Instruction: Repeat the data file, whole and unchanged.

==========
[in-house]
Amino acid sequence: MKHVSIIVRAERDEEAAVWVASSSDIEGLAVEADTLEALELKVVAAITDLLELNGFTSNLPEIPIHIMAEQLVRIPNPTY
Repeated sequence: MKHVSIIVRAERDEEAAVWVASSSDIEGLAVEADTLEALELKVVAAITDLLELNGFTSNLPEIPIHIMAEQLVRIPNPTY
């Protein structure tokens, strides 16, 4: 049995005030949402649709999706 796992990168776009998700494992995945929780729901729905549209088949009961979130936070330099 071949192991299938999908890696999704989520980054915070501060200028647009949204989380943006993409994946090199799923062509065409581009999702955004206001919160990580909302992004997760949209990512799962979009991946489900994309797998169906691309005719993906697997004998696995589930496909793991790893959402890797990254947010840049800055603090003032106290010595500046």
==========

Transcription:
[in-house]
Amino acid sequence: MKHVSIIVRAERDEEAAVWVASSSDIEGLAVEADTLEALELKVVAAITDLLELNGFTSNLPEIPIHIMAEQLVRIPNPTY
Repeated sequence: MKHVSIIVRAERDEEAAVWVASSSDIEGLAVEADTLEALELKVVAAITDLLELNGFTSNLPEIPIHIMAEQLVRIPNPTY
């Protein structure tokens, strides 16, 4: 049995005030949402649709999706 796992990168776009998700494992995945929780729901729905549209088949009961979130936070330099 071949192991299938999908890696999704989520980054915070501060200028647009949204989380943006993409994946090199799923062509065409581009999702955004206001919160990580909302992004997760949209990512799962979009991946489900994309797998169906691309005719993906697997004998696995589930496909793991790893959402890797990254947010840049800055603090003032106290010595500046």